Late last year, the Anambra State governor, Chief Willie Obiano, presented a budget estimate of N101.4 billion for the 2016 fiscal year to the Anambra State House of Assembly. It was tagged, '' Budget for efficiency, optimisation, productivity and job creation''.
According to the presentation culled from This Day, the governor said the amount represented a significant decrease of 38 per cent over the 2015 budget estimate, adding that the decrease stressed the need for prioritisation and doing more with less in the 2016 fiscal year.
Out of the estimated amount, the governor said capital expenditure was projected at N52.8 billion, while recurrent expenditure would be N48.6 billion.
Those figures, he explained implied a capital to recurrent expenditure ratio of 52.48 per cent as against 67.33 per cent in the current year.
The governor said his administration would during the 2016 fiscal year be totally focused and committed to aggressive development of its economic pillars and enablers and would continue to partner with the private sector to deliver on its economic objectives in the agriculture, industry, trade and commerce and oil and gas sectors.
The economic enablers he said would require a great deal of public sector-financing and support.
The sectoral allocations showed that works and infrastructure would receive N30.0 billion, education N3.0 billion, health N2.45 billion, public utilities, N1.8 billion, while agriculture and rural development were estimated to gulp N1.02billion in the state's 2016 fiscal year.
Well, we at Fides hope that the new trend of engaging members of the public to make budgetary inputs in order for their interests to be adequately represented is not only continued, but religiously implemented. We have observed that well intentioned motives often suffer from either the way they are approached or the way they are carried out.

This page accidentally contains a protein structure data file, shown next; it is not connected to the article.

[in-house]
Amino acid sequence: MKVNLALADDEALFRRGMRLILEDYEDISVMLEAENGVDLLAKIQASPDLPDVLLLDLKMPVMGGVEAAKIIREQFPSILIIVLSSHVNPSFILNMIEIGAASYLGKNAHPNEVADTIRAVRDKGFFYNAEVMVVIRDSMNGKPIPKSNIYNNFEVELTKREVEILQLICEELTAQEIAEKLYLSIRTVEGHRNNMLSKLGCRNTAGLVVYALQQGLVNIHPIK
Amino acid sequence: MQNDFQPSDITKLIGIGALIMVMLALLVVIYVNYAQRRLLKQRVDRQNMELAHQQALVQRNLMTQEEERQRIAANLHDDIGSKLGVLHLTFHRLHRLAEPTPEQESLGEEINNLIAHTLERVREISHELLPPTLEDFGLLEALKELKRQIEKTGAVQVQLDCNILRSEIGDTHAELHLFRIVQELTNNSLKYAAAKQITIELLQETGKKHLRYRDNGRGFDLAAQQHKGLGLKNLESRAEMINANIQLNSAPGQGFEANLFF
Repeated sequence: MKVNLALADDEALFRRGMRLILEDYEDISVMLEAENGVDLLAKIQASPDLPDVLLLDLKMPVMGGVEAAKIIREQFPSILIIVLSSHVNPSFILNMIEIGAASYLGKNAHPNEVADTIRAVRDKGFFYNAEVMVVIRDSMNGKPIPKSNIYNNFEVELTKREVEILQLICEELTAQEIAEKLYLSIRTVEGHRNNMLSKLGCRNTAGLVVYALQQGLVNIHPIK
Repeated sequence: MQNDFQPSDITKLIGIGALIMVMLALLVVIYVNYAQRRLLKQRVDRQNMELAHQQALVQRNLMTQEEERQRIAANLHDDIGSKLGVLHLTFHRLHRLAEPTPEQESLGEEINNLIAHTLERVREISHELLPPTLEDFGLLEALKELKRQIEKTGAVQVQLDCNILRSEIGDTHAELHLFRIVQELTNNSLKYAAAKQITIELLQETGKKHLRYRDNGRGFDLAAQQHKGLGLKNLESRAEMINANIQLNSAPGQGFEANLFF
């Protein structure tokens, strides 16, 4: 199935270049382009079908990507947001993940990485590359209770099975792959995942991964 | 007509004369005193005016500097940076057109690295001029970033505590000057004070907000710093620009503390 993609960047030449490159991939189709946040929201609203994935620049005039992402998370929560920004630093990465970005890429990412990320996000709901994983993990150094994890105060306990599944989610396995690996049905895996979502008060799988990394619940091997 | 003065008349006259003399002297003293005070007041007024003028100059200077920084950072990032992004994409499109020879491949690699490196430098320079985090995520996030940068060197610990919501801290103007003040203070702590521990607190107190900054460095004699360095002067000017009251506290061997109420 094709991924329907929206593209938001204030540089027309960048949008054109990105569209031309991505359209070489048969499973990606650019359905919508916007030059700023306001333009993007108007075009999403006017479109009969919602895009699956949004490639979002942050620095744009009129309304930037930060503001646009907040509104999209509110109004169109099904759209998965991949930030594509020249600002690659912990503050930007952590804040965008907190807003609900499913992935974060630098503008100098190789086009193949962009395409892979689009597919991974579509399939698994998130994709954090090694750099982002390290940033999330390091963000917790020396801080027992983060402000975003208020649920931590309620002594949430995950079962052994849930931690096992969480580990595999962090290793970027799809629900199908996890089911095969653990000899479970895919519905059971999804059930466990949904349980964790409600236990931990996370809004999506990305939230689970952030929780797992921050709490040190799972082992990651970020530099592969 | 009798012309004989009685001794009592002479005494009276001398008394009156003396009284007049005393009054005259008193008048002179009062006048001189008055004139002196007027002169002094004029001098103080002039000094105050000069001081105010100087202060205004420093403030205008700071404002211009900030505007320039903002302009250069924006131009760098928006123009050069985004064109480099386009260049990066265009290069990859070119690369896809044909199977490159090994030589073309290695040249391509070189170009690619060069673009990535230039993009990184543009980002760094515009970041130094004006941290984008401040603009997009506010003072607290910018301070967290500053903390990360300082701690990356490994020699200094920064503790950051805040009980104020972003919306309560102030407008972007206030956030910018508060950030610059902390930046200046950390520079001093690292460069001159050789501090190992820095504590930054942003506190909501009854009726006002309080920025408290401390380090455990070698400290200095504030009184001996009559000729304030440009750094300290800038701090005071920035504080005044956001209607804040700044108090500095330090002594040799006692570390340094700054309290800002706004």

This is why the need to adequately implement budgetary inputs by the various groups and communities is important. Down here, the Justice Development and Peace Commission, JDPC, Onitsha, has been in the forefront of the advocacy for participatory budget.
Through the Voice to the People (V2P) project, JDPC Onitsha has been engaging communities in Anambra State on how to do budget analysis. Under this, communities are trained on the drawing of charter of demand which encapsulates their needs.
These are then submitted to the government, state departments and agencies, thus ensuring that government's action departs from being supply driven and becomes demand driven.
This change came within two years of V2P intervention in the state. This intervention has created an organized catalogue of needs in government records which forms the basis for government's expenditure plan as the state embraces zero budgeting plan.
This development is a very welcome one as budgets now have more impact on the people as a result of their participation in it. This is indeed what it should be.
Therefore as the state enters the 2016 fiscal year, it is our fervent hope that the gains recently recorded in the area of government/citizens collaboration in budgeting are sustained for the overall good of the state.